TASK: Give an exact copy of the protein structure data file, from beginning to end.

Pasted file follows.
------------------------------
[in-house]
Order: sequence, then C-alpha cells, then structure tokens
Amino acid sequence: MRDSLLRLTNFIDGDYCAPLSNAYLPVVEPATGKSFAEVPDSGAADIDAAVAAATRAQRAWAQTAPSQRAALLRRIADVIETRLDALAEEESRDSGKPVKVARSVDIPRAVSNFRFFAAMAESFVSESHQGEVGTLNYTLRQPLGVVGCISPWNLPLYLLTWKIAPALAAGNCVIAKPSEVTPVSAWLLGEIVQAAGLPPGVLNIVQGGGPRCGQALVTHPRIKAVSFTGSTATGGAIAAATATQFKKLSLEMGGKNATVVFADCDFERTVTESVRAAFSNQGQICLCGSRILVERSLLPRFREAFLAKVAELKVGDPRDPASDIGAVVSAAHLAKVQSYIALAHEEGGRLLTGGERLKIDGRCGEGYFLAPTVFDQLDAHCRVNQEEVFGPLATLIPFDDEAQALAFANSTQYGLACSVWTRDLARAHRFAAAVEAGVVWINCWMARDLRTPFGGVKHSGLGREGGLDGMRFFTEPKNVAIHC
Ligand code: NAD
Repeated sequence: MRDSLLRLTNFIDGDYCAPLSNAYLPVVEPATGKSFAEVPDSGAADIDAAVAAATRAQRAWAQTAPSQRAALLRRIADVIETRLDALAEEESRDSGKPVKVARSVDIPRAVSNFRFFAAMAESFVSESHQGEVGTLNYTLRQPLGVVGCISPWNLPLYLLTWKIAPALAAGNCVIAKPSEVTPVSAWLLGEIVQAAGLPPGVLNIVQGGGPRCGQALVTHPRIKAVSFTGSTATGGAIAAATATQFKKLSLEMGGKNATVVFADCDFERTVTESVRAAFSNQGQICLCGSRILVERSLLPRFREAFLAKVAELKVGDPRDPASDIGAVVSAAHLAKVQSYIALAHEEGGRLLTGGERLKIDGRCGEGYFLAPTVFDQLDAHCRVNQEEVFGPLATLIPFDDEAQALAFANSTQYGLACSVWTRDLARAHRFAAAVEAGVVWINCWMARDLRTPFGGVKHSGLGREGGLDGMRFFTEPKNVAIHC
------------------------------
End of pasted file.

[in-house]
Order: sequence, then C-alpha cells, then structure tokens
Amino acid sequence: MRDSLLRLTNFIDGDYCAPLSNAYLPVVEPATGKSFAEVPDSGAADIDAAVAAATRAQRAWAQTAPSQRAALLRRIADVIETRLDALAEEESRDSGKPVKVARSVDIPRAVSNFRFFAAMAESFVSESHQGEVGTLNYTLRQPLGVVGCISPWNLPLYLLTWKIAPALAAGNCVIAKPSEVTPVSAWLLGEIVQAAGLPPGVLNIVQGGGPRCGQALVTHPRIKAVSFTGSTATGGAIAAATATQFKKLSLEMGGKNATVVFADCDFERTVTESVRAAFSNQGQICLCGSRILVERSLLPRFREAFLAKVAELKVGDPRDPASDIGAVVSAAHLAKVQSYIALAHEEGGRLLTGGERLKIDGRCGEGYFLAPTVFDQLDAHCRVNQEEVFGPLATLIPFDDEAQALAFANSTQYGLACSVWTRDLARAHRFAAAVEAGVVWINCWMARDLRTPFGGVKHSGLGREGGLDGMRFFTEPKNVAIHC
Ligand code: NAD
Repeated sequence: MRDSLLRLTNFIDGDYCAPLSNAYLPVVEPATGKSFAEVPDSGAADIDAAVAAATRAQRAWAQTAPSQRAALLRRIADVIETRLDALAEEESRDSGKPVKVARSVDIPRAVSNFRFFAAMAESFVSESHQGEVGTLNYTLRQPLGVVGCISPWNLPLYLLTWKIAPALAAGNCVIAKPSEVTPVSAWLLGEIVQAAGLPPGVLNIVQGGGPRCGQALVTHPRIKAVSFTGSTATGGAIAAATATQFKKLSLEMGGKNATVVFADCDFERTVTESVRAAFSNQGQICLCGSRILVERSLLPRFREAFLAKVAELKVGDPRDPASDIGAVVSAAHLAKVQSYIALAHEEGGRLLTGGERLKIDGRCGEGYFLAPTVFDQLDAHCRVNQEEVFGPLATLIPFDDEAQALAFANSTQYGLACSVWTRDLARAHRFAAAVEAGVVWINCWMARDLRTPFGGVKHSGLGREGGLDGMRFFTEPKNVAIHC